top of page


Big Data Institute - Novartis

Several members of the lab are involved in a long-term research collaboration between the University of Oxford Big Data Institute and the pharmaceutical company Novartis. The aim of the collaboration is to develop statistical machine learning methods to better understand complex diseases using Novartis' clinical trial data. The partnership is focusing on flagship programs in multiple sclerosis (MS), rheumatology and dermatology. MS is a chronic and ultimately debilitating disease that affects approximately 2.5 million individuals worldwide. A disease of the central nervous system, MS is characterised by the inflammation and eventual destruction of the axons. Novartis has amassed a vast database from clinical trials targeting MS, including brain MRI images across multiple modalities, clinical and genomic data. Using this data, the project aims to better characterise MS over the span of the disease and find biomarkers for early diagnosis, monitoring and prognosis of individual MS patients. The rheumatology and dermatology program will focus on the following autoimmune disorders: ankylosing spondylitis, rheumatoid arthritis, psoriatic arthritis and psoriasis. The goal of the study is to analyse the relevant studies and identify new factors driving disease progression and therapeutic response and develop cutting-edge tools to support clinical decision making.

Screenshot 2021-12-05 at 18.19_edited.jpg

Bayes4Health and CoSInES

Chris is co-investigator on two EPSRC programme grants: Bayesian Data Science for Health Research (Bayes4Health) and Computational Statistical Inference for Engineering and Security (CoSInES). The Bayes4Health project aims to develop new approaches to Bayesian data science that are needed both within the health sciences and more widely. By building on recent breakthroughs in efficient Monte Carlo integration methods for large data, and on new paradigms for Bayesian-like updates that are suitable for complex models, the programme will address key research challenges in the health sciences - directly developing new insights and understanding for these. The CoSInES project brings together a world class team of researchers from Universities of Warwick, Bristol, Lancaster, Oxford and the Alan Turing Institute to tackle fundamental challenges in Computational Statistics and key applications from Engineering and Security. The problems that CoSInES tackle are characterised by complex large data sets indexed in space and often continuously in time. To ensure their utility, the approaches developed are being accompanied with new theory on computational and statistical robustness.

Screenshot 2021-12-05 at 18.19_edited.jpg

University of Oxford - University of Manchester - Novo Nordisk

The lab is involved with a long-term research collaboration between the pharmaceutical company Novo Nordisk and the Universities of Oxford and Manchester. The purpose of the project is to explore and develop novel statistical methods within AI and machine learning to support the increased use of data to generate knowledge and insights. The specific focus will be to advance the techniques in the area of multimorbidity. Patients with multimorbidity have complex medical needs and often experience a lower quality of life, higher hospital use, risk of developing more long-term conditions (e.g. depression), and death. This drives health care costs and creates challenges in coordinating health services. Moreover, much of the traditional evidence base on therapeutics arise from studies targeting single conditions. The aim of the collaboration is to explore the application and development of data science and statistical machine learning methods that provide insight, understanding and characterisation of longitudinal multimorbidity in the context of metabolic disease. The methods will exploit data from UK BioBank (UKBB) as well as large primary care data records (such as CPRD).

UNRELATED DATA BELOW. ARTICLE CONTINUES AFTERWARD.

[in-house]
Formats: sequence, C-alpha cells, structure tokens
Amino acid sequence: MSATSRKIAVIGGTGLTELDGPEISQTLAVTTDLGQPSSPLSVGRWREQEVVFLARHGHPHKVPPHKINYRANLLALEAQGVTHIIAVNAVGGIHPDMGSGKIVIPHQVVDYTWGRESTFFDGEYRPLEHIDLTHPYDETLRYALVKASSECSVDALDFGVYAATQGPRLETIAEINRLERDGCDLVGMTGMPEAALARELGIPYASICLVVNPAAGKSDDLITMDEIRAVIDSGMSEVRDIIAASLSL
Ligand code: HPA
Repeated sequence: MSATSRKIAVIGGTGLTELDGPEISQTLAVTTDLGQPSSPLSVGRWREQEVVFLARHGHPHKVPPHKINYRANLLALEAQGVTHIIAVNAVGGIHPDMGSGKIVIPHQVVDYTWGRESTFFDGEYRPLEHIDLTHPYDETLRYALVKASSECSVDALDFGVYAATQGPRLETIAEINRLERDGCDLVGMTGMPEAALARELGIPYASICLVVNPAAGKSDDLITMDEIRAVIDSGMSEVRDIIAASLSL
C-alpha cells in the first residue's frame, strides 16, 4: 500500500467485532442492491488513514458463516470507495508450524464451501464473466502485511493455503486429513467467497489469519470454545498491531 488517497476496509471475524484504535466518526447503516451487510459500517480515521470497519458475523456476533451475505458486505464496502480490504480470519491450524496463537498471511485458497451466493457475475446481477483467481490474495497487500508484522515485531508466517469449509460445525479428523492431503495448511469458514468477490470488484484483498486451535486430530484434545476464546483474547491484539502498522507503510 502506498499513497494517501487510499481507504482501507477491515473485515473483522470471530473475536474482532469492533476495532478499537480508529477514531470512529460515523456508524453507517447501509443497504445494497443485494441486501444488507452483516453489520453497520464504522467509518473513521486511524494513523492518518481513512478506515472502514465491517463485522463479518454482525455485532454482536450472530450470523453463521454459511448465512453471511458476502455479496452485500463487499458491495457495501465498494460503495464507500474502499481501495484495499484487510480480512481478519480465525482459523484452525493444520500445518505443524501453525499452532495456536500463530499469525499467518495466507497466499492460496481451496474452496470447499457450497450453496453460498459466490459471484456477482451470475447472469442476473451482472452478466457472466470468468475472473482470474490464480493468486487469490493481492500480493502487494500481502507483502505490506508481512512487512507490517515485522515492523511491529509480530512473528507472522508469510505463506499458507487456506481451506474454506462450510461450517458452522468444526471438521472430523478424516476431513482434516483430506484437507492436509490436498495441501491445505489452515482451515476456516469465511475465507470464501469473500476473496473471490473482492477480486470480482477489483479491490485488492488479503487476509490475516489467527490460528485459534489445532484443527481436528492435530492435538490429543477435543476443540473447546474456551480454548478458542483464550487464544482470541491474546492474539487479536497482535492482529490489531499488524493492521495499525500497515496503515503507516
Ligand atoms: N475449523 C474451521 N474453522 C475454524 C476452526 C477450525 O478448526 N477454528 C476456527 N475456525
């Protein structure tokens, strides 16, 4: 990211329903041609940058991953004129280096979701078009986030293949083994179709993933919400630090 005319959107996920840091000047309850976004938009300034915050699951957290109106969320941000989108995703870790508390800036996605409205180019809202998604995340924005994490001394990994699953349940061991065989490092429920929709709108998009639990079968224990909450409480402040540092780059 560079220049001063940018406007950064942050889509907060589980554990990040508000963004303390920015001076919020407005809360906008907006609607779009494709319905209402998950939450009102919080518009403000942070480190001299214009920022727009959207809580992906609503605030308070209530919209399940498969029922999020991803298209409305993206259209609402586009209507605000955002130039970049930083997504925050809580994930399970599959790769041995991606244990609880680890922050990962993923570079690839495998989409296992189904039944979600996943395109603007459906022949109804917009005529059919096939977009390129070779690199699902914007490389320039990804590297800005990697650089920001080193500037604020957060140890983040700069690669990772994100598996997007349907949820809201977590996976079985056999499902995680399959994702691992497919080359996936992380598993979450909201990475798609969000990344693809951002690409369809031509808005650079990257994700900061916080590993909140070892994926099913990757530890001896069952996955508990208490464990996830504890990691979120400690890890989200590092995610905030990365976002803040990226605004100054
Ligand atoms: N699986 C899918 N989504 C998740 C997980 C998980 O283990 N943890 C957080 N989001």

Screenshot 2021-12-05 at 18.19_edited.jpg

UK Health Security Agency - Alan Turing Institute - Royal Statistical Society

Several lab members are also part of the Alan Turing Institute - Royal Statistical Society statistical modelling and machine learning laboratory (Turing-RSS Lab), headed up by Chris. The purpose of the lab is to partner with the Joint Biosecurity Centre (JBC) to provide further statistical modelling and machine learning expertise in support of the government’s response to COVID-19, and to co-ordinate and strengthen modelling work across the Department of Health and Social Care (DHSC) Test and Trace programme. The Turing-RSS Lab provides independent insight and analysis of NHS Test and Trace data to grant the JBC deeper understanding of how the virus is spreading across the country and the epidemiological consequences. Statistical modelling helps data scientists to predict what the virus might do next, based on what is understood about it already.

Screenshot 2021-12-05 at 18.19_edited.jpg
bottom of page